I can’t see how anyone can deny that the person with the large capacity clip and the assault weapon, would have more opportunity to prevail against someone with less ammunition and a more slowly firing gun!

    It is also empirically evident that, if assault weapons and semi-automatics were specifically prohibited along with initiating a fair buyback program, eventually less of them in circulation would mean that, less of them would be available to unstable mass shooters. That, along with truly effective background checks, given to everyone who buys a gun, would certainly, play a positives role by preventing the most powerful weapons from getting into the right hands!

    Yes, the gun lobby and the NRA are a powerful force and will probably be able to get around any meaningful regulations that might become law, and many members of Congress, both Democrats and Republicans, either do not support gun laws, or, are afraid to go against the power of the NRA. They can congratulate themselves for winning, but morally—when considering how many victims of gun shootings might have otherwise been spared by new legislation—this victory will be a hollow one!

    Whether you believe otherwise because you prefer that no weapons should be banned, or even if you are just cynical because of all fluff bills that are proposed, it is true that “real” legislation is needed for success. And, although we really need to regulate certain weapons, that cannot happen until far more other Congressmen quit fearing not being re-elected because they no longer fear the NRA!

  • Uh – Slamfu has this one essentially right.

    It is true that high capacity magazines make a difference, or at least a potential difference. However, banning assault “style” weapons is a cosmetic sleight of hand. These are semi-automatic weapons packaged to “look like” military weapons.

    Please understand this: the proposed [and misnamed] “assault weapons ban” DOES NOT purport to ban semi-automatic rifles, hand guns or shotguns generally. There is a consistent misperception of this among gun control advocates.

    To use the analogy used above: if I have a semi-automatic hunting style rifle that can squeeze off 5 rounds per minute and you have a semi-automatic “assault style” rifle that can squeeze off 5 rounds per minute, you’re dead because the weaponry is equal I am very likely a much better shot than you are. 🙂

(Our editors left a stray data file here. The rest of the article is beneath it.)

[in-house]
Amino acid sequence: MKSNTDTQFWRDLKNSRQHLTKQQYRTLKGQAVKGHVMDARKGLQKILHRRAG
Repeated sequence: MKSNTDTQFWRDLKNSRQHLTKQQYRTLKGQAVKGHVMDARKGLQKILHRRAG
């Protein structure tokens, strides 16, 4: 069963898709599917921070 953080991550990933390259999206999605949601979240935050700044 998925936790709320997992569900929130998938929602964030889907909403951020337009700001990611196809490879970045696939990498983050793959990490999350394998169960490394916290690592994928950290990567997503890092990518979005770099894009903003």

The only variant would be magazine capacity and that can, and should, be regulated without the silliness of banning guns that “look like” military, but really aren’t.

  • dduck

    Just to make things more complicated, it is possible to have a legal unregistered AR-15 or Glock,Just use your 3-D printer:
    Next step, regulating ammo, which can’t be printed out.

  • dduck

    What, ES said.

  • SteveK

    The continued “semi-automatics only firing 5 rounds a minute” story is nothing more than a lie. Sometimes intentional… sometimes not.

    Forward to 00:01:45 and watch what 75 rounds in three seconds looks like coming out of one of those “five round a minute” semi-automatic “assault style” rifle.

    This isn’t rocket science folks… But it’s not Red Green either.

    Edit to add: Watch the whole video and you’ll see that this is a stock weapon with no doctoring or mechanical changes.

  • Steve,

    If ever we meet, I shall endeavor to educate re: parlor tricks that one can play with any semi-automatic rifle. The particular parlor trick in this video can be done every bit as well with a semi-automatic hunting style rifle. There is nothing about the “assault style” that makes this parlor trick easier or unique to that particular packaging.

    Yes, you can bump fire a semi-automatic…it’s a cool trick if you’re a gun enthusiast…and if your target is the size of a barn, or a large pond, you might get lucky and hit something.

    On a serious note, you and I both support gun control. In my view it is important that those of us who support gun control get our facts correct. If we don’t, we leave ourselves open to attack from the pro-gun crowd that we don’t know what we’re talking about. Bump firing really is more trick than useful in the real world. Before being overly impressed with the trick, one question: can anyone here point to a mass shooting where bump firing was employed? I am not aware of any such situation…and if you understand what it takes to perform this trick and the loss of accuracy that accompanies it, you’d understand why.

    Forgive my attitude.

  • slamfu